Traditionally, we are taught that a noun is a word or part of a speech (other than a pronoun) that identifies places, people, or things. However, most linguistics find the definition insufficient and misleading. Modern linguists argue that using the word “things” to describe what a noun is, leaves the learner with more questions than answers.
As a matter of fact, according to talkenglish.com, of the 2265 most commonly used words, 1524 were found to be nouns. Their usage sounds common, right?
To understand the subject conclusively, we need to know that there are different types and classifications of nouns. Below, we’ll take you through categories of different kinds of nouns using easy to grasp examples. Let’s dive in.
Table of Contents
Types of Nouns
There are several types of nouns; however, nouns can be classified into two major classes. In this article, we’ll discuss them in detail. The two major classes are proper and common nouns.
A proper noun is the specific name of a person, place, months, or organization.
For example, John, United Nations, South Africa, Africa, and Nigeria are common nouns.
- John is my friend.
- The United Nations secretariat emailed me yesterday.
- South Africa is considered to be the richest country in Africa after Nigeria.
It is important to note that all proper nouns start with a capital letter no matter where they occur in a sentence. Do you want to check more examples and their usage in a sentence? Great, check them here.
Common nouns are the known names for something or places; they are general proper nouns. Unlike proper nouns, common nouns are not capitalized.
For example, state, city, country, car, son, daughter, etc. are common nouns.
The difference between proper nouns and common nouns is that the former represents actual names, but the latter does not. To clarify, the word “John” is a proper noun, but the word “boy” is a common noun. Similarly, the word “Cape Town” is a proper noun, but the word “city” is a common noun.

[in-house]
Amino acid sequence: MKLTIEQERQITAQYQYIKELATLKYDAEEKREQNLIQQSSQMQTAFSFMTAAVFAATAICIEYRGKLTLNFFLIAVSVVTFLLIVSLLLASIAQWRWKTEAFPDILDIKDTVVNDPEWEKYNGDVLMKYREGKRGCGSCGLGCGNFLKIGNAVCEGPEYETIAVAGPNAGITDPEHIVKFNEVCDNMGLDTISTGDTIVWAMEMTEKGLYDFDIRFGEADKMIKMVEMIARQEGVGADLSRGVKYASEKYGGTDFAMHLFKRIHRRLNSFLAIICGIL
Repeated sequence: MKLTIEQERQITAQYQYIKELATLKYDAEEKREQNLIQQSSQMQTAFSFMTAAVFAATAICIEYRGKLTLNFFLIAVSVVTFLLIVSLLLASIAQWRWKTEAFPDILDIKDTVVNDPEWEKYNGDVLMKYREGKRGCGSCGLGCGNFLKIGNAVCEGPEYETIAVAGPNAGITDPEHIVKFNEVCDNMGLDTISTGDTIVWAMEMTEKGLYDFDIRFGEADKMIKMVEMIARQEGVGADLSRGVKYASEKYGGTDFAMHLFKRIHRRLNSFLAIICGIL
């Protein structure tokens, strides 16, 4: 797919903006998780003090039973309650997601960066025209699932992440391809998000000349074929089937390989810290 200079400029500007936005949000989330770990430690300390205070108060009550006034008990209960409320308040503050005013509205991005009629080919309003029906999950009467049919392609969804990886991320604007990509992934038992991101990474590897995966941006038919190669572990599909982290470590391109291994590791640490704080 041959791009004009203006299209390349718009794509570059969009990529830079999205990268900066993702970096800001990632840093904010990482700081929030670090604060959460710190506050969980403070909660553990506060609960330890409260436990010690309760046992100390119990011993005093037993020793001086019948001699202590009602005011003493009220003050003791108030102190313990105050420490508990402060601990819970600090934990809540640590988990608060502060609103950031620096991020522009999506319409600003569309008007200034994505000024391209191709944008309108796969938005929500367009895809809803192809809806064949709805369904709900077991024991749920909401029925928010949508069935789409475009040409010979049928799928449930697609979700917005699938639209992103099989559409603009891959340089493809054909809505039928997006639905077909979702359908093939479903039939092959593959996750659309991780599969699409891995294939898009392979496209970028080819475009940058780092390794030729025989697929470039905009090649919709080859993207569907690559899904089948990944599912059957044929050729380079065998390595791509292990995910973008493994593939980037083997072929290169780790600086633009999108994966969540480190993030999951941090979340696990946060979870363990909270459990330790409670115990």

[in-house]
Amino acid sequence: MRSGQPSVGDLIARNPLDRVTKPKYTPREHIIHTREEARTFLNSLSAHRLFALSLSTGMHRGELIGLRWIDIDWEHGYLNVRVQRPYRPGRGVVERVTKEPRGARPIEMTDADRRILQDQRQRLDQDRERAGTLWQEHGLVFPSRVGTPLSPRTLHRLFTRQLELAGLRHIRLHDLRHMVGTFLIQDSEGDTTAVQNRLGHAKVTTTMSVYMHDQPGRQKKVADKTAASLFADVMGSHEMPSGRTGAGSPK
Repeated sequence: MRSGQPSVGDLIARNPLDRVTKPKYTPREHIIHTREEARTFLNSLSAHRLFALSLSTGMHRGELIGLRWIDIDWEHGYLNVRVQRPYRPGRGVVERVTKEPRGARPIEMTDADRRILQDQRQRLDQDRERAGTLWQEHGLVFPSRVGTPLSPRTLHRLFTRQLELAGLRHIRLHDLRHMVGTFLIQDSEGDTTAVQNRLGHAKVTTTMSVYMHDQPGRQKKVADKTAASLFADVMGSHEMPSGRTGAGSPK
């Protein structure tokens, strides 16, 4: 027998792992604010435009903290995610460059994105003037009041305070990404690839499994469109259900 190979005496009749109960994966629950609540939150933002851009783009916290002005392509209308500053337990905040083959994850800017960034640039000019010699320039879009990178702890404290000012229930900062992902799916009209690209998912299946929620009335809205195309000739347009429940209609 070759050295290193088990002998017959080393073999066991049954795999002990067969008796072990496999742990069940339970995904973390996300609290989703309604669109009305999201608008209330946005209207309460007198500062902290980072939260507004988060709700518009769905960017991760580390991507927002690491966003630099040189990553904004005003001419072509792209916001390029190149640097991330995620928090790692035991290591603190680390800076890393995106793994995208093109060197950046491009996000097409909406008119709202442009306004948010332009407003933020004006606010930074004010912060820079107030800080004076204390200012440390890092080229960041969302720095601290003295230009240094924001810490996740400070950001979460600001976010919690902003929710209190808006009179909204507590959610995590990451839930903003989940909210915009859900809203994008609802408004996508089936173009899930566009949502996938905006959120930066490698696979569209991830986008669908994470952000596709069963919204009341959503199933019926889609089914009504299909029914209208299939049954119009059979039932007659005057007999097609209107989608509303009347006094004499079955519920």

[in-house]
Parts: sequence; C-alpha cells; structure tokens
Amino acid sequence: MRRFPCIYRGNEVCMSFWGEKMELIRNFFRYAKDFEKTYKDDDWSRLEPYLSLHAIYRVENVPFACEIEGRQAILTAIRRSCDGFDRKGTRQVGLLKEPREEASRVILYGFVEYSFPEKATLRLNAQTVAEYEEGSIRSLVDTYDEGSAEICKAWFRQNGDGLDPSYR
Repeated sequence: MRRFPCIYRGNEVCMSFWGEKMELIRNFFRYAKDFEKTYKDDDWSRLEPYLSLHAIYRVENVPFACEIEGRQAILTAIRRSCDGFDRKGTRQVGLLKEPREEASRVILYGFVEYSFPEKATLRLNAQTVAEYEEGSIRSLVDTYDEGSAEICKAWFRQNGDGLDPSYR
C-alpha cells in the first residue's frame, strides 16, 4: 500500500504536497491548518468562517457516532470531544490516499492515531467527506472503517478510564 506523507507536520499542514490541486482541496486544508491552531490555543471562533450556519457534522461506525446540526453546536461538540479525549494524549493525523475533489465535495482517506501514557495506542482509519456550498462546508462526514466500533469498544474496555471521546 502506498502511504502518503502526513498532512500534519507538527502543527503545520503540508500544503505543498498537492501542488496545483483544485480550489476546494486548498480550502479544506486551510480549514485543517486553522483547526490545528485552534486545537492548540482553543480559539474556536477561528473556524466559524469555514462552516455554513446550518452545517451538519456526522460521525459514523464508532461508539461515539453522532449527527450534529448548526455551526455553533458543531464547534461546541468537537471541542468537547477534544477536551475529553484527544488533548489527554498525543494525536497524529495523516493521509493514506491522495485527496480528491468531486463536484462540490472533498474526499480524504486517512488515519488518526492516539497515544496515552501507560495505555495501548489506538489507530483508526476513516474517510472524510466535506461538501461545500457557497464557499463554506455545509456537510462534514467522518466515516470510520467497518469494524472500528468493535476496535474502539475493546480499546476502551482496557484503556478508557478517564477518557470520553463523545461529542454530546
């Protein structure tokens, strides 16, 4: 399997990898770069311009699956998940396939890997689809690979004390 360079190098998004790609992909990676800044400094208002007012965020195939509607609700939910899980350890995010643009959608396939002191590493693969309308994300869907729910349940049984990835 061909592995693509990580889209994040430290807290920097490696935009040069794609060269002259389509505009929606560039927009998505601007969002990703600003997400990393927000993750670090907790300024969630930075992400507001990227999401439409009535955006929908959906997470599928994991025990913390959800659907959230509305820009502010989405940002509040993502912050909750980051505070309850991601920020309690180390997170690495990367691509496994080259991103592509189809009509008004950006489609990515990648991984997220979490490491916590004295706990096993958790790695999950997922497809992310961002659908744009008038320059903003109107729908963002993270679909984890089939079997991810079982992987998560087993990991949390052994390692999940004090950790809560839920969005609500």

Common nouns can be further classified into five classes as follows;
Countable nouns are those nouns that can be tallied or numbered. They can also be divided into two groups;
- Singular countable nouns – For a noun to be a singular countable noun, it must be preceded by an article(a/an/the) or a determiner (this/these, that/those).
For example; The cow is violent.
I borrowed these trousers.
- Plural countable nouns – Plural nouns end with -s, -es, -ves, etc.
For example; Houses, wives, etc. (Check the plural rules and more examples here.)
They are also referred to as non-countable nouns. These nouns are never preceded by an article (a/an/the); however, descriptive words can quantify them. These descriptive words are called quantifiers and include; some, a few, little, a lot, droplets of, etc.
- The apple had some droplets of water.
- There was very little sugar left in the can etc.
Collective nouns are used to address a group of people or a group of things or items. They classify items into one noun. Some examples of collective nouns include;
- Swarm- a group of bees or insects.
- Herd- a group of herbivorous animals like cows and goats.
- class- a group of students or learning mates.
- Shoal- a group of fish.